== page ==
Workplace Harassment and Bullying

The following information has been adopted from the Canadian Centre for Occupational Health and Safety and the Elementary Teachers’ Federation of Ontario websites.


What is workplace bullying?

Bullying is a form of harassment and a form of violence in the workplace. Bullying or harassment can be based on the grounds set out in the Human Rights Code, or it can be a form of psychological or personal harassment apart from the Human Rights Code. Often, bullying and harassment are manifestations of abuse of power.

It is objectionable conduct or comment directed towards a specific person, which serves no legitimate work purpose, and creates an intimidating, humiliating, hostile or offensive work environment.

Definitions of Harassment

While bullying is a form of aggression, the actions can be both obvious and subtle. It is important to note that the following is not a checklist, nor does it mention all forms of bullying. This list is included as a way of showing some of the ways bullying may happen in a workplace. Also remember that bullying is usually considered to be a pattern of behaviour where one or more incidents will help show that bullying is taking place.

Examples include:

  • Spreading malicious rumours, gossip, or innuendo that is not true.
  • Excluding or isolating someone socially.
  • Intimidating a person.
  • Undermining or deliberately impeding a person’s work.
  • Physically abusing or threatening abuse.
  • Removing areas of responsibilities without cause.
  • Constantly changing work guidelines.
  • Establishing impossible deadlines that will set up the individual to fail.
  • Withholding necessary information or purposefully giving the wrong information.
  • Making jokes that are ‘obviously offensive’ by spoken word or e-mail.
  • Intruding on a person’s privacy by pestering, spying or stalking.
  • Assigning unreasonable duties or workload which are unfavourable to one person (in a way that creates unnecessary pressure).
  • Underwork – creating a feeling of uselessness.
  • Yelling or using profanity.
  • Criticizing a person persistently or constantly.
  • Belittling a person’s opinions.
  • Unwarranted (or undeserved) punishment.
  • Blocking applications for training, leave or promotion.
  • Tampering with a person’s personal belongings or work equipment.

If you are not sure an action or statement could be considered bullying, you can use the “reasonable person” test. Would most people consider the action unacceptable?

Schools are workplaces, governed by the Occupational Health and Safety Act. Under that legislation, administrators must take every reasonable precaution in the circumstances to protect all workers, including teachers, in the school setting.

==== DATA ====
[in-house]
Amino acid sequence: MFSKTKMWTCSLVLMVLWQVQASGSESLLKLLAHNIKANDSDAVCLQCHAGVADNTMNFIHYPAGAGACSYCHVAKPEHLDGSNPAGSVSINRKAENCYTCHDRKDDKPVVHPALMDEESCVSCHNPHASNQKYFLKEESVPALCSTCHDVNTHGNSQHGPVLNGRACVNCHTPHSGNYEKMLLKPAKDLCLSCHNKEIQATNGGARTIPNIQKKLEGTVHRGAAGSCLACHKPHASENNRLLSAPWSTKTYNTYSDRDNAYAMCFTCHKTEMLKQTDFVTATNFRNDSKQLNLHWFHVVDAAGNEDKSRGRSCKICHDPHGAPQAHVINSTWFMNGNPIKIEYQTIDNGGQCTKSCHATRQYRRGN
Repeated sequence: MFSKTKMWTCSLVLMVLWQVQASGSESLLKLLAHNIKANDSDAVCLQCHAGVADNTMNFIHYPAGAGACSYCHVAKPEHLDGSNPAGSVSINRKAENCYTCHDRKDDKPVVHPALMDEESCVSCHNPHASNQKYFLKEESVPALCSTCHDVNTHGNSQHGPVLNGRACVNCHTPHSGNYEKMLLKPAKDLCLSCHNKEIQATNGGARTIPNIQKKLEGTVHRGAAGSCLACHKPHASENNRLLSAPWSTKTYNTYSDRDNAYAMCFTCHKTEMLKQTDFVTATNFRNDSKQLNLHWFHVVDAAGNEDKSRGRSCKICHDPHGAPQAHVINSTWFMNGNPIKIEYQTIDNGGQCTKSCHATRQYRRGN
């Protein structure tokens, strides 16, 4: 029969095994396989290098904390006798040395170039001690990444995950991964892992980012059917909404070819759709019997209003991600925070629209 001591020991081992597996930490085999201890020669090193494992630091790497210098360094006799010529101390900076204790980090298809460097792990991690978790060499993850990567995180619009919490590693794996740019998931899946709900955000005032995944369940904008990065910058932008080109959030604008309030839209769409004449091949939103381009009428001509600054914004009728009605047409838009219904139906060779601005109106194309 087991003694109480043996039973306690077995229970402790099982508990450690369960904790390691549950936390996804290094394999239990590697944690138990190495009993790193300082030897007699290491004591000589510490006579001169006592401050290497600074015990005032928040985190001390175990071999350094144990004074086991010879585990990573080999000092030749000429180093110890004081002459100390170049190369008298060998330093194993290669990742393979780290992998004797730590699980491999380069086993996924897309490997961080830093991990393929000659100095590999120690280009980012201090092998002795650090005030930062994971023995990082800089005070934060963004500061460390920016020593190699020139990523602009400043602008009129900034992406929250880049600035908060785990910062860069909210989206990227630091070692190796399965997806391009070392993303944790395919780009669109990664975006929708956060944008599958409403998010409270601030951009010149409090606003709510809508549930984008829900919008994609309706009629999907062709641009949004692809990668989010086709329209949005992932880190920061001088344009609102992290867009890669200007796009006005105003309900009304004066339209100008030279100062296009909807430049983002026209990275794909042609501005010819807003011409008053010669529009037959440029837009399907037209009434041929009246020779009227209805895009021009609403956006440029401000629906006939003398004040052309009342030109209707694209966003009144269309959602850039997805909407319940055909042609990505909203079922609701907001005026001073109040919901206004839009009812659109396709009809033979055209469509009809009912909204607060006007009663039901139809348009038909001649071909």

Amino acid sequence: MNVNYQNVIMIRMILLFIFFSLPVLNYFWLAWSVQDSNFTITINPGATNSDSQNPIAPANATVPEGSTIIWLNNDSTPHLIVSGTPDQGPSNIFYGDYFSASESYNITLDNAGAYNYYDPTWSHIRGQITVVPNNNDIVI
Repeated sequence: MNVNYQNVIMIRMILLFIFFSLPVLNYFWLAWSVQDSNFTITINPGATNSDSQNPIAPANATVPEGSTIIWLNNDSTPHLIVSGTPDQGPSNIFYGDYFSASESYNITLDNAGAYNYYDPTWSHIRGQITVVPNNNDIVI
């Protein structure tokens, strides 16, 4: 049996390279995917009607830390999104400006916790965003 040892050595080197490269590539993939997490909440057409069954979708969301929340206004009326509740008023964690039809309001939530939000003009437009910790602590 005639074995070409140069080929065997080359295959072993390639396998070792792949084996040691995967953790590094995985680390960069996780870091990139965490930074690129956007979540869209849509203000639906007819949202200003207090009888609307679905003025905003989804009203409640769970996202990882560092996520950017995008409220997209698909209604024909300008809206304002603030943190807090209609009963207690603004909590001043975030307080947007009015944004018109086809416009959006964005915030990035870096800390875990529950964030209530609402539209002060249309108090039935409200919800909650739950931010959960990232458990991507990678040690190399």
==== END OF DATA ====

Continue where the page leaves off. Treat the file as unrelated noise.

Recent studies have shown that teachers are subjected to a vast range of abusive treatment from students, including verbal assaults, physical assaults and threats, and damage to their property.

Teachers may also be harassed by parents, colleagues, or by managers. This type of harassment may consist of:

  • verbal abuse, threats, belittling or humiliating;
  • physical gestures that intimidate or threaten;
  • ostracism, isolation;
  • inequitable and harsh treatment;
  • excessive monitoring;
  • denial of opportunities;
  • yelling, swearing, public reprimands; and
  • other objectionable behaviour designed to torment, pester, or abuse someone.

Teachers have a right to protection from violence in their workplace. They are not required to tolerate behaviour which threatens their safety and well-being. Reasonable measures must be established to achieve this goal. Harassment is not the normal, reasonable exercise of managerial authority.

What to Do If You Are Being Harassed

Respectful communications are key to all workplace interactions. If you are being harassed:

  • If you are able to do so, ask the harasser to stop.
  • Document the incidences.
  • Seek assistance early.
  • Speak to a Local 350 steward or Local 350 Executive member  (
  • Contact staff in Human Resources.
  • Seek some assistance to invoke an informal mechanism for addressing the situation; ask about a grievance under your collective agreement.

Remember, it is not just the character of the incidents, but the number, frequency, and especially the pattern that can reveal the bullying or harassment.

How can bullying affect and individual?

People who are the targets of bullying may experience a range of effects. These reactions include:

  • Shock.
  • Anger.
  • Feelings of frustration and/or helplessness.
  • Increased sense of vulnerability.
  • Loss of confidence.
  • Physical symptoms such as:
    • Inability to sleep.
    • Loss of appetite.
  • Psychosomatic symptoms such as:
    • Stomach pains.
    • Headaches.
  • Panic or anxiety, especially about going to work.
  • Family tension and stress.
  • Inability to concentrate.
  • Low morale and productivity.

How can bullying affect a workplace?

Bullying affects the overall “health” of an organization. An “unhealthy” workplace can have many effects. In general these include:

  • Increased absenteeism.
  • Increased turnover.
  • Increased stress.
  • Increased costs for employee assistance programs (EAPs), recruitment, etc.
  • Increased risk for accidents / incidents.
  • Decreased productivity and motivation.
  • Decreased morale.
  • Reduced corporate image and customer confidence.
  • Poor student service.

Local 350 is here to listen and help in difficult situations. One on one meetings are confidential and all concerns are taken seriously.